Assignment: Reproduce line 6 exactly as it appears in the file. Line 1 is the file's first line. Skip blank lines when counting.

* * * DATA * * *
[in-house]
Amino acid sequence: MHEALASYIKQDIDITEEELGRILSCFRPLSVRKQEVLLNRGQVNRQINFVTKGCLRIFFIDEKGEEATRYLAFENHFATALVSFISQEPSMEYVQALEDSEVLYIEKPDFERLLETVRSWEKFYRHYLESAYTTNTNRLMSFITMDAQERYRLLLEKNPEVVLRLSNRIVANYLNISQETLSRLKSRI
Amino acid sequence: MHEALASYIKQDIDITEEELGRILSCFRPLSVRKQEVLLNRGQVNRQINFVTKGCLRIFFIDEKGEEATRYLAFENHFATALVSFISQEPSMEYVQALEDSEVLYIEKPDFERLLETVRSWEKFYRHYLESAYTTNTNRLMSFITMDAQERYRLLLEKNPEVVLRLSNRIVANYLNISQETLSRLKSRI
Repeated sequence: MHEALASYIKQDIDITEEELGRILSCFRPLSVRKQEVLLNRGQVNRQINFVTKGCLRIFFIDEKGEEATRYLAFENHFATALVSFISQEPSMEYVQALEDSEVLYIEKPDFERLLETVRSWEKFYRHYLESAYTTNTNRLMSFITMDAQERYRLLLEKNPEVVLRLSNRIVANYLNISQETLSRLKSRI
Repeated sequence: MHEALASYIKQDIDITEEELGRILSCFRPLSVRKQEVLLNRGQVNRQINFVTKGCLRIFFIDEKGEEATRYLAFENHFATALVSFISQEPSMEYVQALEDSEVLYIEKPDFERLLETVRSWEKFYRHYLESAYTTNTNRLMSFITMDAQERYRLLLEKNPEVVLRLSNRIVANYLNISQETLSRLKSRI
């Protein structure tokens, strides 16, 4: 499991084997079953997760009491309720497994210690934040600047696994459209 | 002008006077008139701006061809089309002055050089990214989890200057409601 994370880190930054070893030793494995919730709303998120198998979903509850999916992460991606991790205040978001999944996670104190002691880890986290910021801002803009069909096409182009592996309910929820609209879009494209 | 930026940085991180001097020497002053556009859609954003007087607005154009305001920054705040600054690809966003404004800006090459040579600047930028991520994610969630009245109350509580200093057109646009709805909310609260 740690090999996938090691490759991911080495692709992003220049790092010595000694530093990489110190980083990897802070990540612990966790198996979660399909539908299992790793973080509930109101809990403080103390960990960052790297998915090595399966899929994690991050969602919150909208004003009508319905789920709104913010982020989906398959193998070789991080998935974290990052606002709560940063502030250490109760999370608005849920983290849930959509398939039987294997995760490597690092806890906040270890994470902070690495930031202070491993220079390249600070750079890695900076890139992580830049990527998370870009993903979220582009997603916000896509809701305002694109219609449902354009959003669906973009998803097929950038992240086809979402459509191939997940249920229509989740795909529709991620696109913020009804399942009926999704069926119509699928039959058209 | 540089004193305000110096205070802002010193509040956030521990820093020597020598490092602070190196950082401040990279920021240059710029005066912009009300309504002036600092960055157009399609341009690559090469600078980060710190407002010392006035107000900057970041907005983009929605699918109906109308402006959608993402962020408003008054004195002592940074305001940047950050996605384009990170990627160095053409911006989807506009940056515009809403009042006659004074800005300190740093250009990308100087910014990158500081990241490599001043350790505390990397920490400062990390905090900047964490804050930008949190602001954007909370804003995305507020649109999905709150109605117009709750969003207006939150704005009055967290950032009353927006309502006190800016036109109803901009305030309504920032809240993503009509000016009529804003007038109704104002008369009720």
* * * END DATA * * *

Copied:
């Protein structure tokens, strides 16, 4: 499991084997079953997760009491309720497994210690934040600047696994459209 | 002008006077008139701006061809089309002055050089990214989890200057409601 994370880190930054070893030793494995919730709303998120198998979903509850999916992460991606991790205040978001999944996670104190002691880890986290910021801002803009069909096409182009592996309910929820609209879009494209 | 930026940085991180001097020497002053556009859609954003007087607005154009305001920054705040600054690809966003404004800006090459040579600047930028991520994610969630009245109350509580200093057109646009709805909310609260 740690090999996938090691490759991911080495692709992003220049790092010595000694530093990489110190980083990897802070990540612990966790198996979660399909539908299992790793973080509930109101809990403080103390960990960052790297998915090595399966899929994690991050969602919150909208004003009508319905789920709104913010982020989906398959193998070789991080998935974290990052606002709560940063502030250490109760999370608005849920983290849930959509398939039987294997995760490597690092806890906040270890994470902070690495930031202070491993220079390249600070750079890695900076890139992580830049990527998370870009993903979220582009997603916000896509809701305002694109219609449902354009959003669906973009998803097929950038992240086809979402459509191939997940249920229509989740795909529709991620696109913020009804399942009926999704069926119509699928039959058209 | 540089004193305000110096205070802002010193509040956030521990820093020597020598490092602070190196950082401040990279920021240059710029005066912009009300309504002036600092960055157009399609341009690559090469600078980060710190407002010392006035107000900057970041907005983009929605699918109906109308402006959608993402962020408003008054004195002592940074305001940047950050996605384009990170990627160095053409911006989807506009940056515009809403009042006659004074800005300190740093250009990308100087910014990158500081990241490599001043350790505390990397920490400062990390905090900047964490804050930008949190602001954007909370804003995305507020649109999905709150109605117009709750969003207006939150704005009055967290950032009353927006309502006190800016036109109803901009305030309504920032809240993503009509000016009529804003007038109704104002008369009720």